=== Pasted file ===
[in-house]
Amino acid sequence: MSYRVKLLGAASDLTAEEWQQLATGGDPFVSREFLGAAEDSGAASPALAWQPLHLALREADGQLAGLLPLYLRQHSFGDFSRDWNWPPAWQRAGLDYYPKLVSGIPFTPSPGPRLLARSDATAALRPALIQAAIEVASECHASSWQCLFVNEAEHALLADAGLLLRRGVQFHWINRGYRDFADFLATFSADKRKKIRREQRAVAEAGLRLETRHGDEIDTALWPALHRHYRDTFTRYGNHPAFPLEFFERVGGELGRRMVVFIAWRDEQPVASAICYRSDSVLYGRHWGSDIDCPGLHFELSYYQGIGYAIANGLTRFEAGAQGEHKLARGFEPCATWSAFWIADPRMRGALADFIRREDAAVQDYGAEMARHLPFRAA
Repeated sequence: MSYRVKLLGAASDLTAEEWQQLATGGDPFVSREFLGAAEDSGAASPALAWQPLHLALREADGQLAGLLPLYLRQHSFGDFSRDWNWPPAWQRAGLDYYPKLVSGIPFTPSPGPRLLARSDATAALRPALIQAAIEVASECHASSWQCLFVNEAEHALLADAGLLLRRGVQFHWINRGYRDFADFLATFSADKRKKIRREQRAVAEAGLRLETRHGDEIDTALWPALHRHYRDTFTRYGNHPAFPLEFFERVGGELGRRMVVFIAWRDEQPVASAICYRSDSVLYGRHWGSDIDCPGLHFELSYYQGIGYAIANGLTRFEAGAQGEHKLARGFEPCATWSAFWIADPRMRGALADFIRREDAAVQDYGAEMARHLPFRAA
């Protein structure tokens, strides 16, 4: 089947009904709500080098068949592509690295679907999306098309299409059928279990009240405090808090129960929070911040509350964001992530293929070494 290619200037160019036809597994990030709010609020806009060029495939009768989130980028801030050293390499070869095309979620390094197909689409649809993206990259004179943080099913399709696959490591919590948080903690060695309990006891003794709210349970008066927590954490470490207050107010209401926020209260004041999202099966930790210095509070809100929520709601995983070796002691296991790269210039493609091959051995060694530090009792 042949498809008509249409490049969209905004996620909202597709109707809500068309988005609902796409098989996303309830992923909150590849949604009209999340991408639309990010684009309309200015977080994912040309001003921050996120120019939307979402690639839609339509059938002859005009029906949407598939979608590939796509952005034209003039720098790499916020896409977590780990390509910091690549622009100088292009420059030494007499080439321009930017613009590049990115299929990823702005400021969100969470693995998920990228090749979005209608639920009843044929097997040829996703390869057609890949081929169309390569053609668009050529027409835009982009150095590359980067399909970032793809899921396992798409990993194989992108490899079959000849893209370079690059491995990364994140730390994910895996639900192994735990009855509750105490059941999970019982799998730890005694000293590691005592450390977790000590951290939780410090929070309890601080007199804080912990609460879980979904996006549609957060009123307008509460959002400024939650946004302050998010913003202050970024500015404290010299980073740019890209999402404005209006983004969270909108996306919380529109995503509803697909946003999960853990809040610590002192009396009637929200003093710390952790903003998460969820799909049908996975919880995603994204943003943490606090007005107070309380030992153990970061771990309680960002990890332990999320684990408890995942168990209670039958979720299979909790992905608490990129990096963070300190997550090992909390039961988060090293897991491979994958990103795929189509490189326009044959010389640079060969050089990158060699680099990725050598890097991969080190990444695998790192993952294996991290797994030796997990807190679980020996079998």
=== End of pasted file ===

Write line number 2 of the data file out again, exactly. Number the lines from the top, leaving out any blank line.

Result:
Amino acid sequence: MSYRVKLLGAASDLTAEEWQQLATGGDPFVSREFLGAAEDSGAASPALAWQPLHLALREADGQLAGLLPLYLRQHSFGDFSRDWNWPPAWQRAGLDYYPKLVSGIPFTPSPGPRLLARSDATAALRPALIQAAIEVASECHASSWQCLFVNEAEHALLADAGLLLRRGVQFHWINRGYRDFADFLATFSADKRKKIRREQRAVAEAGLRLETRHGDEIDTALWPALHRHYRDTFTRYGNHPAFPLEFFERVGGELGRRMVVFIAWRDEQPVASAICYRSDSVLYGRHWGSDIDCPGLHFELSYYQGIGYAIANGLTRFEAGAQGEHKLARGFEPCATWSAFWIADPRMRGALADFIRREDAAVQDYGAEMARHLPFRAA